October has arrived, and the election is mere weeks away. John Tory maintains a significant lead, well ahead of Olivia Chow and Doug Ford, and leads the latter even in what might be considered "Ford Nation" home turf. While polling numbers remained more or less steady this week, rhetoric only intensified.
While the Toronto Star points to Denver's transit plan as a roadmap, the University of Toronto's Institute on Municipal Finance and Governance has delivered a report that suggests Toronto can barely keep its existing infrastructure in a state of good repair, and that evidence-based transit planning should be the main concern of mayoral candidates rather than transit plans based on politics. The candidates certainly devoted much of this week's discussion to transit; Olivia Chow's full platform, released today, reaffirms her earlier transit plans, including cancellation of the Bloor-Danforth subway line extension into Scarborough and its replacement with an LRT line in accordance with plans that existed before the Fords proposed subways instead. Other promises reaffirmed include immediate bus service increases and construction of a downtown subway relief line, a project Doug Ford has recently stated is his top priority as well. Chow continued to press John Tory for details on how SmartTrack will be funded, its potential impact on the neighbourhood of Mount Dennis, and what contingencies remain should it fail; Tory responded that Chow "will never be happy" with his plan, which she has criticised even in a debate focused on culture and the arts. While Tory has begun to discuss problems with the TTC's bureaucracy, media commentators continue to point out funding and feasibility problems with SmartTrack, though these may not matter much to voters in the end. Finally, Union Station will receive an upgrade over the next three years as a new GO bus terminal is constructed.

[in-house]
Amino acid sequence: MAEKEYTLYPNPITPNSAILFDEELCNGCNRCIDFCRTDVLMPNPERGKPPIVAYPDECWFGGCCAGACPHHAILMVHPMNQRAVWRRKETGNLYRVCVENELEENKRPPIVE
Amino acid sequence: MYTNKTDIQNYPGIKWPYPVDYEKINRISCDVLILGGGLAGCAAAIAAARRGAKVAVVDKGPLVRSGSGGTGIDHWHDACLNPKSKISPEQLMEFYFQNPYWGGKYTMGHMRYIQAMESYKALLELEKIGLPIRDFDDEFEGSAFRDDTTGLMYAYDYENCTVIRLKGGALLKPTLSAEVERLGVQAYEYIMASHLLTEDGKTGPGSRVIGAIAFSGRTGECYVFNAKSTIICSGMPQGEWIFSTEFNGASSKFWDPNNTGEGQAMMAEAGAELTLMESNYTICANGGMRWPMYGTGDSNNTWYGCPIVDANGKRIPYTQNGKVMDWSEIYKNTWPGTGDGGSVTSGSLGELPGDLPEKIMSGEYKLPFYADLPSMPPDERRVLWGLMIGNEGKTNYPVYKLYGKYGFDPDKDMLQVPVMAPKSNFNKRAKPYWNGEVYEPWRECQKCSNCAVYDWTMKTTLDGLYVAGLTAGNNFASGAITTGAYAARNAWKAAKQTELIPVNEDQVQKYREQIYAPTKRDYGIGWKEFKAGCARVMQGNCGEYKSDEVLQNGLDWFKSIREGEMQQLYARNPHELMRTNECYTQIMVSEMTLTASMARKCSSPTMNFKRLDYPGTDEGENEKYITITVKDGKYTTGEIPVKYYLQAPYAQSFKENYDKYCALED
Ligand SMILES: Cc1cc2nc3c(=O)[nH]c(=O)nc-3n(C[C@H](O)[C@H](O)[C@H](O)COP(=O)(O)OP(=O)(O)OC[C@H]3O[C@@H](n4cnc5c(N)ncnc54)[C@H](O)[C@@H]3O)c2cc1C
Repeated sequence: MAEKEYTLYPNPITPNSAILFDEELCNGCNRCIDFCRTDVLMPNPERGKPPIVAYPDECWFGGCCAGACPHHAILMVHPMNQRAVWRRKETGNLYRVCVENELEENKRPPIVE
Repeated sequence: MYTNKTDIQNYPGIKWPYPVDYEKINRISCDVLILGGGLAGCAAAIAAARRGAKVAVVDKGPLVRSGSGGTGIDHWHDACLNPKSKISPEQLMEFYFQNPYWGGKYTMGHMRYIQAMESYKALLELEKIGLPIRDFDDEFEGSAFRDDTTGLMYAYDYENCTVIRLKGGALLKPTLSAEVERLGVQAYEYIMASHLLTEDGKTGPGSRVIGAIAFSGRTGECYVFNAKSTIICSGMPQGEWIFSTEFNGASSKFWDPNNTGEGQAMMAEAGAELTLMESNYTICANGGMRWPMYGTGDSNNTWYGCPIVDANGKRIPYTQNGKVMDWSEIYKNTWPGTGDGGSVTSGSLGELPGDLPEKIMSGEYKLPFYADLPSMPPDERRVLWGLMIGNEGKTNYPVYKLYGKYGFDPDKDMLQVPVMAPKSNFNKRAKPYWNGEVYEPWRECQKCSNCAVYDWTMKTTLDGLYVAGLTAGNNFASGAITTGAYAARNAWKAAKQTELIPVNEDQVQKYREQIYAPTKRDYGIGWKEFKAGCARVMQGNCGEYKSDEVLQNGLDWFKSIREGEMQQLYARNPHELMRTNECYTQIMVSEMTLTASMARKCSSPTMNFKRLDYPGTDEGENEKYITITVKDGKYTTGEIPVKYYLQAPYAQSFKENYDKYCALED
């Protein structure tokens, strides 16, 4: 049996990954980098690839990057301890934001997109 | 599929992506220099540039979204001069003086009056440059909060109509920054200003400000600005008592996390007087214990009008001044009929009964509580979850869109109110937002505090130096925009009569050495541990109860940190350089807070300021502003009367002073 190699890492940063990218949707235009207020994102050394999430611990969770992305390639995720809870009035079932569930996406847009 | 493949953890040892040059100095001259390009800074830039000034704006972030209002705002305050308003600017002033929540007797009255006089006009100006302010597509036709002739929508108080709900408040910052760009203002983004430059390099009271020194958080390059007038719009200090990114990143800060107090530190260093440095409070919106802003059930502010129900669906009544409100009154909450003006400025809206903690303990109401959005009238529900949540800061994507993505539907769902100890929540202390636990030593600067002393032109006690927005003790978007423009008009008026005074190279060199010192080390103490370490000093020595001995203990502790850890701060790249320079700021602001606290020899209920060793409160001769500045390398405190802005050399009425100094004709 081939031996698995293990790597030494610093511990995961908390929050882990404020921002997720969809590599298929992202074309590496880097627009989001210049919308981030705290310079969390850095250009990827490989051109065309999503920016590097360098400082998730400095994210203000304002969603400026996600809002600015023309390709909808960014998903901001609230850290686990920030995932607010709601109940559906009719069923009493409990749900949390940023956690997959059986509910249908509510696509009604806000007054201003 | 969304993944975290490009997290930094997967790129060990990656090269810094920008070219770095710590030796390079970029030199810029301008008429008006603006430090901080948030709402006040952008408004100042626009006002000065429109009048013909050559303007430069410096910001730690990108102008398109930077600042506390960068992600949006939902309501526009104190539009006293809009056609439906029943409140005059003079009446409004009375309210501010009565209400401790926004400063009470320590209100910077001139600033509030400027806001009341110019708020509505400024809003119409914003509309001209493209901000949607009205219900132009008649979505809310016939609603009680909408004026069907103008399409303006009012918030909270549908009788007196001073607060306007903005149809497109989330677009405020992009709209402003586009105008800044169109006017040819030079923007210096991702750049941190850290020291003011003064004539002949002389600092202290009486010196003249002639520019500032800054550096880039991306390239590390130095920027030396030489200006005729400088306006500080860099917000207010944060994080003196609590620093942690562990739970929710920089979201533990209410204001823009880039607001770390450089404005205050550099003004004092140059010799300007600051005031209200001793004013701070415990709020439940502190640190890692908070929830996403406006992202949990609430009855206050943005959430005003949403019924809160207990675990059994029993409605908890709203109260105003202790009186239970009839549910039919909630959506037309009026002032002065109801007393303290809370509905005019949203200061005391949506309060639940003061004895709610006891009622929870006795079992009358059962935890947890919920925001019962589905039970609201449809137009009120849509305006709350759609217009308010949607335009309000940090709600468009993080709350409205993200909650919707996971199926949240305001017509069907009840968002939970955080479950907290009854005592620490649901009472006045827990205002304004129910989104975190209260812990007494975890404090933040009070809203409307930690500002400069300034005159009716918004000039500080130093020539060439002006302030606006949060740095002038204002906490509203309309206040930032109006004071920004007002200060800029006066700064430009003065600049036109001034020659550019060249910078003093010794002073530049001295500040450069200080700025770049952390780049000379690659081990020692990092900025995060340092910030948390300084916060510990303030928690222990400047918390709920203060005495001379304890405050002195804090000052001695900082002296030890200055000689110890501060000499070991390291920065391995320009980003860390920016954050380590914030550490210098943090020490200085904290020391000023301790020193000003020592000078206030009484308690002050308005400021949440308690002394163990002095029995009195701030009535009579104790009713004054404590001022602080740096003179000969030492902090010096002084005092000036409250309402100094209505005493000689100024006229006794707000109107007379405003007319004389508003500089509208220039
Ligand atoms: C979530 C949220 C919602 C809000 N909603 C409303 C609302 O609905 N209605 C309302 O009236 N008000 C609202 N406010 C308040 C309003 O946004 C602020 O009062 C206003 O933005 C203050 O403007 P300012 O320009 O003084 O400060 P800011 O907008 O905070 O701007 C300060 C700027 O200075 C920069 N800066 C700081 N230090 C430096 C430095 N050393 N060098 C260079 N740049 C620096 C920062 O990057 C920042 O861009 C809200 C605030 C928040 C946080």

Doug Ford has promised to phase out the municipal Land Transfer Tax, intending a 15% reduction his first year in office if elected. John Tory insists that a replacement must be lined up for this revenue stream before it can be eliminated; Olivia Chow stands behind her plan to make the tax more progressive by adding one percentage point to the tax on homes over $2 million. Ari Goldkind argues that he is the only mayoral candidate willing to talk openly about possible tax increases.
Olivia Chow's recent proposal to create 3000 more child care spaces as part of a major platform motif was criticised by John Tory, who suggested it would require federal and provincial funding and derided it as a "back of the napkin" plan.
Campaign Trail Exchanges
While John Tory's campaign has rolled out ads aimed at showing he is a uniting figure, Olivia Chow, recipient of the lion's share of abuse directed at candidates via Facebook, excoriated an audience member at a recent debate after his question took issue with her immigrant background. Meanwhile, Doug Ford took a shot at Tory's establishment and business roots and has been insisting Tory is out of touch; Tory has yet to make a point of Ford's own business ties, though he has continued to characterise Ford as a debate-skipping bully. Nonetheless, Ford has only added to his rhetoric aimed at large business interests, and responded combatively to the CBC's Matt Galloway over talk of his attendance record and whether he is a bully.
Campaign Grab Bag
Councillor Cesar Palacio has served notice of libel to Ward 17 challenger Alejandra Bravo over "defamatory" flyers he claims misrepresent his voting record on public libraries; the rivalry between the two is long-standing.
John Tory claims he can stand up to the city's unions.
Former Ontario MPP Donna Cansfield has endorsed John Tory. Doug Ford was critical of Toronto Blue Jays CEO Paul Beeston's endorsement of Tory, suggesting it is a conflict of interest since the Blue Jays are owned by Rogers, on whose board of directors Tory serves.
CBC has introduced a municipal version of its familiar Vote Compass tool for the Toronto election.